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Twitter boycott? No, let’s trust it – the Guardian

January 28, 2012
Below is the unedited version of my article published in the Guardian yesterday — a little bit longer, with the profanity (I tried to slip an “a7a” in the Guardian but failed, damn!) – and most importantly with all the links.

Random dude using Twitter with a random newspaper in Arabic


When Twitter announced it was giving itself the ability and right to censor particular tweets or users per country, the immediate reaction among users in the middle east as elsewhere was the same:

#shit. (in Egypt that would be #a7a).


Without overplaying its importance (no, it was not a Twitter Revolution, thank you very much) Twitter has nevertheless proven to be an invaluable tool for activists – in brief, to find updated and accurate information and news, to inform and publicize within their country and globally, and to communicate among themselves, particularly in time of crisis. The hashtag #egypt was the most widely used on the social network in 2011, and a Dubai School of Government survey estimates that Egypt had the largest number of active twitter users in any Arab Spring country. Such is the fear of governments from social networks, and Twitter in particular that it has repeatedly been blocked, in Egypt, Saudi Arabia, and elsewhere.


The initial panic was soon replaced by a fair bit of skepticism. Twitter has, after all, proven to be among the most activist of networks. From delaying a scheduled maintenance during the 2009 protests in Iran to quietly fighting a US court order to disclose private information on a number of its activist users, it’s hard to accuse the microblogging platform of clientelism to Middle Eastern governments. The $300 million stake of Saudi businessman Prince AlWaleed Bin Talal in Twitter, which represents a little above 3% of the company, surfaced of course – but were rapidly cast aside by logic (3% hardly qualifies anyone to make massive policy changes in a company) and by observers aware of Bin Talal’s business savvy which rules out such a damaging move.


Nevertheless talks about alternatives sparked – from to Open-source social network Diaspora, with users comparing their merits and disadvantages being debated. The spirit of Jordan-based microblogging platform Watwet, which closed doors in June 2011 was also briefly summoned before being laid to rest – if censorship is the concern, a website under dictatorial jurisdiction may not be the best idea.


Very rapidly though workarounds neutralizing the risk of censorship circulated, the simplest being to change, in the user’s profile, the country of location to one where the blocked tweets were public. Which comes in handy for a large number of users, as many users in the Middle East do not list their country of origin to protect their identities – a discrepancy noted by social media experts and which explains why estimations of user numbers in Arab Spring countries vary wildly.


Further doubts on the efficiency of the Twitter censorship were practical ones. Social media expert and University of Maryland sociology professor Zeynep Tufekci pointed out the impossibility for dictatorial regimes to “fight it tweet-by-tweet”, underlining that the usefulness of twitter is largely its network and the multiplicity of sources and routes of information, more than individual tweets and as such cast doubts over the entire censorship usefulness. Tufekci is most supportive of the transparency the move introduces, by effectively informing users of what has been cancelled, rather than the content disappearing with no trace.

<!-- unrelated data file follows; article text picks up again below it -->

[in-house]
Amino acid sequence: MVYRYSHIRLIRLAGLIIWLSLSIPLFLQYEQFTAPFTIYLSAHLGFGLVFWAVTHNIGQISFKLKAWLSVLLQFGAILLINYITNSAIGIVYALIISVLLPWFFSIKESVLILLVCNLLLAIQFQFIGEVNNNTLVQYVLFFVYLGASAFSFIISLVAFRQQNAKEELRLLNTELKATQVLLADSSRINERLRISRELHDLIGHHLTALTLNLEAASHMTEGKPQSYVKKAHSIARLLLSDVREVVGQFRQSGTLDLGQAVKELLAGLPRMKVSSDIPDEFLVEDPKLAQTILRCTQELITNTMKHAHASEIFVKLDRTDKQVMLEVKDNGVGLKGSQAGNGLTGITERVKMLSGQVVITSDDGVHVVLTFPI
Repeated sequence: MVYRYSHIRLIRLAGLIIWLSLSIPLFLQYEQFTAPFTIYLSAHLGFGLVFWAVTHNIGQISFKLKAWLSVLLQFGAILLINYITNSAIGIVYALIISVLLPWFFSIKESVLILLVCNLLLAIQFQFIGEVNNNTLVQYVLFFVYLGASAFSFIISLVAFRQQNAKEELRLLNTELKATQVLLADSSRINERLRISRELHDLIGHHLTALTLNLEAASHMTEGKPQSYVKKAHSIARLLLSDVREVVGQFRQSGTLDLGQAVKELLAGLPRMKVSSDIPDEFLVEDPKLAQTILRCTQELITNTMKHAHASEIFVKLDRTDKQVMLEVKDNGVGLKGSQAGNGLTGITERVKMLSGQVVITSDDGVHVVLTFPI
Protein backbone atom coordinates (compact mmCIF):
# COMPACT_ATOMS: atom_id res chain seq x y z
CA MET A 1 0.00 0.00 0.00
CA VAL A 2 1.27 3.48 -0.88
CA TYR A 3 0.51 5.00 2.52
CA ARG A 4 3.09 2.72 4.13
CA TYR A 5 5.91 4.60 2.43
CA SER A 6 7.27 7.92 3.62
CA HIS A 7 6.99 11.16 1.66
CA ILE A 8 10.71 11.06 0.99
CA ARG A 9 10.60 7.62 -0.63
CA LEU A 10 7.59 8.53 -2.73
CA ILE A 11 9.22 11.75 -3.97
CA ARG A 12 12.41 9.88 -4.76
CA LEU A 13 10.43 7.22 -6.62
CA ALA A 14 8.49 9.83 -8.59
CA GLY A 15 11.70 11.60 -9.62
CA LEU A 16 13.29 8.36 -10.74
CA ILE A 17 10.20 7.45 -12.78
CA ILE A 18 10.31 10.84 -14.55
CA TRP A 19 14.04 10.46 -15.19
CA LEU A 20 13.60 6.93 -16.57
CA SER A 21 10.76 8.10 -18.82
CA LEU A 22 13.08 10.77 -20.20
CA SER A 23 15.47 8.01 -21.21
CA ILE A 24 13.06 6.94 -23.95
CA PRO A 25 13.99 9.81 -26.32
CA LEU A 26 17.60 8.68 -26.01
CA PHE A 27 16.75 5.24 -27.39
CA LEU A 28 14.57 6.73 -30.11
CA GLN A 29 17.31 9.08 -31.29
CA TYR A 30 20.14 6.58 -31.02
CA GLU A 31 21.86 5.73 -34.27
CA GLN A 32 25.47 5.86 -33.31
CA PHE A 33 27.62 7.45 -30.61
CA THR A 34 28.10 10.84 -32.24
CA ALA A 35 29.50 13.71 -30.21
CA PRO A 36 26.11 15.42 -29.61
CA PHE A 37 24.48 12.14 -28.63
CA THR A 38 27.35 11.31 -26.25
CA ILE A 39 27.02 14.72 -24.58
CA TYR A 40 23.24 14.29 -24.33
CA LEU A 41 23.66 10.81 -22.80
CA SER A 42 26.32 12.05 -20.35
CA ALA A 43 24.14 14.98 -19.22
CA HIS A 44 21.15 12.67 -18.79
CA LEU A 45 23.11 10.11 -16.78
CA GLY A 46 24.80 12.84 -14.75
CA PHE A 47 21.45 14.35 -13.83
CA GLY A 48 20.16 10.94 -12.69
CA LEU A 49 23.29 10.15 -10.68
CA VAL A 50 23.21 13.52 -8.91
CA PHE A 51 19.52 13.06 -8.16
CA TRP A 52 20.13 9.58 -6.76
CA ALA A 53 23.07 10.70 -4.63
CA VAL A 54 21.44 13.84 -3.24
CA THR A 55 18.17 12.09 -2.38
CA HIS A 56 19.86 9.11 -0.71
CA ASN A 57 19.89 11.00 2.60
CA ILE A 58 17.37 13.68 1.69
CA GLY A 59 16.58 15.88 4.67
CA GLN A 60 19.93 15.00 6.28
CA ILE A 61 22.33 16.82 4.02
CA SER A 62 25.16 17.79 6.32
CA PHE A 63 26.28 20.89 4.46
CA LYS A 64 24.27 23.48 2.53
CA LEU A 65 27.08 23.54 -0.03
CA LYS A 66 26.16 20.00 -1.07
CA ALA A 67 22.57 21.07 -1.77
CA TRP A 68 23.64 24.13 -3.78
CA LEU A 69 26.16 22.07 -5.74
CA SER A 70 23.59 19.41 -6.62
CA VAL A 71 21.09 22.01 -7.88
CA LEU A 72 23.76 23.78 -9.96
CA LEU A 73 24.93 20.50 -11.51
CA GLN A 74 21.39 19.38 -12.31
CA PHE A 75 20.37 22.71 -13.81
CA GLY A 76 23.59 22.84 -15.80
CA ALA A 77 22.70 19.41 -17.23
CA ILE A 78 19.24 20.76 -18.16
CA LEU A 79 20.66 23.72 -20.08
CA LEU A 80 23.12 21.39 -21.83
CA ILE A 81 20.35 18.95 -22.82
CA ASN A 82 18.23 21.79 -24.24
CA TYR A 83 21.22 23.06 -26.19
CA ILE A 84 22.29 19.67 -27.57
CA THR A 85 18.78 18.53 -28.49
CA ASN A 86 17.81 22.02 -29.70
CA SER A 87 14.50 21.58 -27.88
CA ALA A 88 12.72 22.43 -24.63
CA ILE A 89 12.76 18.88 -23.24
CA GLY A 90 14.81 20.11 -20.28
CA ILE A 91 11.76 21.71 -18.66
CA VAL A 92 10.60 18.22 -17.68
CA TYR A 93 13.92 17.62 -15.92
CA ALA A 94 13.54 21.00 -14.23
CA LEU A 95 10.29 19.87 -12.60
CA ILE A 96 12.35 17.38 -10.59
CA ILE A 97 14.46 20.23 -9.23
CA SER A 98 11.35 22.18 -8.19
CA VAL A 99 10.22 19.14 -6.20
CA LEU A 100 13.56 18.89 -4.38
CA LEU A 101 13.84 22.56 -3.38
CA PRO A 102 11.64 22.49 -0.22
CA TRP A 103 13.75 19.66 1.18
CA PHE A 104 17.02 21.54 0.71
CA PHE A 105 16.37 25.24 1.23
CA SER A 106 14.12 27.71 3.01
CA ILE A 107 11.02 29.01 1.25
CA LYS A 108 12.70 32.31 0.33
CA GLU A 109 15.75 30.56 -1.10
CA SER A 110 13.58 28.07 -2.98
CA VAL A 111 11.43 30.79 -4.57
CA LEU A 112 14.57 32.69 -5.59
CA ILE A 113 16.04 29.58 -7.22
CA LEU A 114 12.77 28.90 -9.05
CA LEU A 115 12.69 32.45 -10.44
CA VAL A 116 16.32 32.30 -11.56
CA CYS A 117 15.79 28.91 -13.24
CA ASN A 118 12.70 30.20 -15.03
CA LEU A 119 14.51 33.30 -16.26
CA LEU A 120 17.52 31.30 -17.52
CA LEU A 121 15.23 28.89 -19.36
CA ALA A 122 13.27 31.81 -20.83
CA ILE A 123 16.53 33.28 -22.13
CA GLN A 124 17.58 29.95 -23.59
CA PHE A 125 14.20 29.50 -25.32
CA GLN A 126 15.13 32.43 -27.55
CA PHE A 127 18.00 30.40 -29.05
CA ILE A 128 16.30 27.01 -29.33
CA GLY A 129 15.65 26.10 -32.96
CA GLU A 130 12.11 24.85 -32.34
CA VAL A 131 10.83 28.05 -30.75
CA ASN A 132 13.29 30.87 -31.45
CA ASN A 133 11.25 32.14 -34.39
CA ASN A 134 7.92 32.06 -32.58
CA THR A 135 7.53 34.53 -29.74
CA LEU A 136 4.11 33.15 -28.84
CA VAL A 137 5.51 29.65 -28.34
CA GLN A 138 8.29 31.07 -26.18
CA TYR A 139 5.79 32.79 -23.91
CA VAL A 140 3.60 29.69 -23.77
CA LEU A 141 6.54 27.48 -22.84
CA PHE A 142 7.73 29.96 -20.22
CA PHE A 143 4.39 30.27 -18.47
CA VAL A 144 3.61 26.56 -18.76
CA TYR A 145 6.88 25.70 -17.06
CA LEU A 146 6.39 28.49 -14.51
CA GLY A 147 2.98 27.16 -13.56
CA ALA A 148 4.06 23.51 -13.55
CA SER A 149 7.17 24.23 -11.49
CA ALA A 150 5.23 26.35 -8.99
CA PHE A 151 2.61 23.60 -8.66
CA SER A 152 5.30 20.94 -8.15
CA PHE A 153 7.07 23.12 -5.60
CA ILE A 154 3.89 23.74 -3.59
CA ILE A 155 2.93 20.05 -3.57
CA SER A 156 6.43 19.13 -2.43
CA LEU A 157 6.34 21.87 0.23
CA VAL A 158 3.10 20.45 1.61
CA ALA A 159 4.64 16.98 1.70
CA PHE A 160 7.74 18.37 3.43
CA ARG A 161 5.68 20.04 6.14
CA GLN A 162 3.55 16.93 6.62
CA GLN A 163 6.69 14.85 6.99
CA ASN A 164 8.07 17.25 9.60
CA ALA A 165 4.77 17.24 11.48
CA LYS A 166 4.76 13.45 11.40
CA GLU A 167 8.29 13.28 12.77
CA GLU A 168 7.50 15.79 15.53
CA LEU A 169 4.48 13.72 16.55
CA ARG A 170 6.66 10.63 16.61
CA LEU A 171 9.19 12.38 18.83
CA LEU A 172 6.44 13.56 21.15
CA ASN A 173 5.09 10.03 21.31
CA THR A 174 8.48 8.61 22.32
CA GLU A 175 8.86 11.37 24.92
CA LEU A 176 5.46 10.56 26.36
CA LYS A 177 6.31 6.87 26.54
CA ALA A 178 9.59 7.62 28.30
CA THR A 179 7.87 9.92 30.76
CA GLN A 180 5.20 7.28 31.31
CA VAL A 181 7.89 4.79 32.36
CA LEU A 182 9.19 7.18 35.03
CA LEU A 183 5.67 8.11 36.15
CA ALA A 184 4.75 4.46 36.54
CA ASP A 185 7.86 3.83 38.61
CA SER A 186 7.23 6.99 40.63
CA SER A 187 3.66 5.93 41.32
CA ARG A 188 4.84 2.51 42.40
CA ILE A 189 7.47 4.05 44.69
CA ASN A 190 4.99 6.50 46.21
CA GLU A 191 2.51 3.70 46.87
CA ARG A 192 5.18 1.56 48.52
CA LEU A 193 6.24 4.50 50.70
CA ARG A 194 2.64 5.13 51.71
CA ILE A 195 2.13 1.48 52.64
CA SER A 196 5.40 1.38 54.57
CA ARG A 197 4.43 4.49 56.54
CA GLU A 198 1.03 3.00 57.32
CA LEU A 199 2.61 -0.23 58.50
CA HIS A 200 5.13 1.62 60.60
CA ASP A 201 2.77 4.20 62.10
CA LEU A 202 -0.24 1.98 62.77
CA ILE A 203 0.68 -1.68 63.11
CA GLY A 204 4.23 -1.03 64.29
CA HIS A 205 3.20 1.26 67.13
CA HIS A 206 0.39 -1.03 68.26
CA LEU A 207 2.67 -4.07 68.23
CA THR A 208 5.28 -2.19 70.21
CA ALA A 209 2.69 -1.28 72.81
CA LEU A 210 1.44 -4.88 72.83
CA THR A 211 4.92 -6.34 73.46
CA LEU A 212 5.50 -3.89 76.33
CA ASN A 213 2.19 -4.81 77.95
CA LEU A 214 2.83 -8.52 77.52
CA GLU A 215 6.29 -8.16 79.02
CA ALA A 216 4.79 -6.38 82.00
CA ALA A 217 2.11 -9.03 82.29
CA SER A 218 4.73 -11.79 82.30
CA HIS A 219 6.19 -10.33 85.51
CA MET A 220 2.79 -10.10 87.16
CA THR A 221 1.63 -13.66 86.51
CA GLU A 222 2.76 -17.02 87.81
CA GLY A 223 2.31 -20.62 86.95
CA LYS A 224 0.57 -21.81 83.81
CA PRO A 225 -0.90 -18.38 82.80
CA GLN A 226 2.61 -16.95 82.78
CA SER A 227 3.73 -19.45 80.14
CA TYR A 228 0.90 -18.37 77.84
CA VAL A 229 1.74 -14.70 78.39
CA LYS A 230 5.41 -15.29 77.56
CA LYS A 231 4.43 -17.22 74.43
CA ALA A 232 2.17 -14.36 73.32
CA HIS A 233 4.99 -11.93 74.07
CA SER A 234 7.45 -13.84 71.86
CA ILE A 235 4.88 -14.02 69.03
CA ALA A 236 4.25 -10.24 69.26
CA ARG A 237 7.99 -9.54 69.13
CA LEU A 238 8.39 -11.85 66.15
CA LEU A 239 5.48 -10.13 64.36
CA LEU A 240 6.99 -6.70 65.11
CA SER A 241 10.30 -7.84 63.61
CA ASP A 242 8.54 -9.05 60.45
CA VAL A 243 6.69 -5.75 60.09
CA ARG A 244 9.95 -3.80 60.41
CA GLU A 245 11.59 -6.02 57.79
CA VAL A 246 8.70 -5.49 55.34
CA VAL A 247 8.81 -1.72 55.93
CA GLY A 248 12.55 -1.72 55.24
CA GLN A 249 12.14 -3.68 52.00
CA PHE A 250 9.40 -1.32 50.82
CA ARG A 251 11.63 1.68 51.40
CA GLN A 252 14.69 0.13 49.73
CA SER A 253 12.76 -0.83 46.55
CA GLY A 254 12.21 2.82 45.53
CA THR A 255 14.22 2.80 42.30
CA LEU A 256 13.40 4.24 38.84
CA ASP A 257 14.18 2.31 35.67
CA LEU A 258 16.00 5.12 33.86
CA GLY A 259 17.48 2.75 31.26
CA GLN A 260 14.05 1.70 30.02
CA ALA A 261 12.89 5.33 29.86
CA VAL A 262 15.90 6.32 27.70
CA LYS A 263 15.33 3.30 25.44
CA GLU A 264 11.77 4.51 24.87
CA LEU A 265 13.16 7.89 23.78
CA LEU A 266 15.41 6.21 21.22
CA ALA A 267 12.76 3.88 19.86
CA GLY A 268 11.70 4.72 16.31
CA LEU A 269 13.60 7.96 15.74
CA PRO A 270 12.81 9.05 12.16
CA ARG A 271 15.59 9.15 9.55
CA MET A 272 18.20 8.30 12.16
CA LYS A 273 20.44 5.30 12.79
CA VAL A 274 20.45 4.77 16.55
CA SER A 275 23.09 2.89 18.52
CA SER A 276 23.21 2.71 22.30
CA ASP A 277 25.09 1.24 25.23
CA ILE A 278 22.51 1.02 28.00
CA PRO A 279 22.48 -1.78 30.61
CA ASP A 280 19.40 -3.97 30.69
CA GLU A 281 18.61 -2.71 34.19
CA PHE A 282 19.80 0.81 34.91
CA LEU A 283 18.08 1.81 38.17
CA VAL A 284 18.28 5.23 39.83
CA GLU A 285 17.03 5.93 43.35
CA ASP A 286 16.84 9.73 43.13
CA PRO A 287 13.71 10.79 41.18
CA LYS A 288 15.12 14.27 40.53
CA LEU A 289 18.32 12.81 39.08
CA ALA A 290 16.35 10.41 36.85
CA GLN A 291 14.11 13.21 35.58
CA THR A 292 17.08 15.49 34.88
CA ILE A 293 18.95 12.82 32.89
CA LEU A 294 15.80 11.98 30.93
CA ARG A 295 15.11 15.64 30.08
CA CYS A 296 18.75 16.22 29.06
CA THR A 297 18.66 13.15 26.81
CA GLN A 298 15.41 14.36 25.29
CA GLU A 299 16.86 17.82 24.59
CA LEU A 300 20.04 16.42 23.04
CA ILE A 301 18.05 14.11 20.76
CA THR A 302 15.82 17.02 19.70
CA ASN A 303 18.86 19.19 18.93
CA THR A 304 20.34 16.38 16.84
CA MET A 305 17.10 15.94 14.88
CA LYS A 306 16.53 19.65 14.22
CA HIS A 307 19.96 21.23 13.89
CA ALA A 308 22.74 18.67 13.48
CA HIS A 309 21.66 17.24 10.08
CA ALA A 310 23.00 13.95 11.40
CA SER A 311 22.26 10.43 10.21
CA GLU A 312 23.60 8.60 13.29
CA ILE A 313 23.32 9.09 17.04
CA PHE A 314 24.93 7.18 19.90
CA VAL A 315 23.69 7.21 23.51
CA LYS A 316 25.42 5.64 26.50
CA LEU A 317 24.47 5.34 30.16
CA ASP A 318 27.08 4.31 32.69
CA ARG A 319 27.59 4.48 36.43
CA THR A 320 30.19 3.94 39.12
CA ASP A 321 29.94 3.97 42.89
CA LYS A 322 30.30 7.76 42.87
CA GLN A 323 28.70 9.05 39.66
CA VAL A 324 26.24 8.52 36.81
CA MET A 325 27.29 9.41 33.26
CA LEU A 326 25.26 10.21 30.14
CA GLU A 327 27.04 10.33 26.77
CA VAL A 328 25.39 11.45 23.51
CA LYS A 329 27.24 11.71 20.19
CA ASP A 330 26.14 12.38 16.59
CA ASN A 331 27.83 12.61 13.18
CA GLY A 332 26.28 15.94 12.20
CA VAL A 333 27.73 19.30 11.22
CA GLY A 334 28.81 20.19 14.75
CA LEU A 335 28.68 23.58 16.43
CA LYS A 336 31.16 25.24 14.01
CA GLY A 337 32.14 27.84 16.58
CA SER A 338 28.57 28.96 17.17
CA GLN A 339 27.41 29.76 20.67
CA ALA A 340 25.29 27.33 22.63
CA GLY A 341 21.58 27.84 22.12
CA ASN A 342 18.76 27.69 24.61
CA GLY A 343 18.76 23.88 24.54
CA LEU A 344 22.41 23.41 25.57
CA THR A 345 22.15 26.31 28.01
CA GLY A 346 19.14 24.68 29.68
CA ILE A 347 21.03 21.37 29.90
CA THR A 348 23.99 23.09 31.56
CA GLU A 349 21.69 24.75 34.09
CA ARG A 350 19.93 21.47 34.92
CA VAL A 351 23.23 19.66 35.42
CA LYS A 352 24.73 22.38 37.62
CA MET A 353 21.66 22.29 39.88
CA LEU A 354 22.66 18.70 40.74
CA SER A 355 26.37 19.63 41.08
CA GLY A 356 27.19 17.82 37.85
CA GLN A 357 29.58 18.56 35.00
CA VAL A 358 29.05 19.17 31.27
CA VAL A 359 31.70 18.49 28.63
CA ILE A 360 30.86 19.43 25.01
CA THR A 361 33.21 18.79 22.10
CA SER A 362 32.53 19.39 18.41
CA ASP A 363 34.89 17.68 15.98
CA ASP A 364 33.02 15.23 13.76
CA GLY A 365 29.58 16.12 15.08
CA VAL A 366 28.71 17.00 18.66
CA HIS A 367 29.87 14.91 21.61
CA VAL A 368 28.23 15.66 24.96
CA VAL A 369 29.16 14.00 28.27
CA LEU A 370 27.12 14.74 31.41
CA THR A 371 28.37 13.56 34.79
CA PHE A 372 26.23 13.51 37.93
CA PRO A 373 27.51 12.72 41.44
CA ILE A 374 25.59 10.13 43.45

It is doubtful that users, in the Middle East or beyond, will flock away from Twitter – the strength and breadth of its network makes it near impossible to replace or replicate on the short or medium term. Furthermore it doesn’t appear users would be willing to let go of their favourite platform: even discussions about a one-day warning blackout to take place on Saturday the 28th are lukewarm at best. Most importantly though it doesn’t appear it will be necessary, given the softness of the censorship and its easy circumvention – in fact how it easy it is to circumvent makes it feel as if it was a deliberately easy to access back door, for Twitter to meet the control requirement or “historical or cultural reasons” for content restriction it cited in blog to justify this new policy.


And as Twitter appears to be willing to fight for its users freedom of speech, by pledging to report any tweet censored or, as it has done before, to challenge court orders, users are feeling relatively comforted that the network won’t sell them out.


And that trust, particularly for activists, is hard to replace.

5 Comments leave one →
  1. January 29, 2012 1:25 am

    Not very convincing.

    I understand that they can and will block user accounts not just individual tweets if so requested in the country requesting it and there are certainly some activist tweeters whose identities are known to their dictatorial governments even without the country being listed on the twitter account.

    Also this idea that they will block offending tweets only in the country where they are being made and not for the rest of the world is terrible. There is so much hype over how important it is to reach the international community. Sure it’s important but it’s more important that activists and ordinary people within a country can communicate with each other. It is blocking that communication that creates a real and possibly life or death situation for citizens standing up against oppressive regimes.

    We shouldn’t have to “trust” Twitter. They need a better plan. Maybe one that puts international law, freedom of speech and human rights above corporate interests and government oppression.

    They should trust that citizens will demand access to Twitter in their countries if their governments try to block it for not censoring activists. Twitter should trust that it’s interests will be protected by the power of the people. Censorship of activists by Twitter to protect itself is throwing the most vulnerable to the lions to protect a large corporation. That’s pretty cowardly of them.

  2. January 30, 2012 12:39 pm

    I think there’s more to it than that. Allow me to clarify a few things that may not have very clear in the article.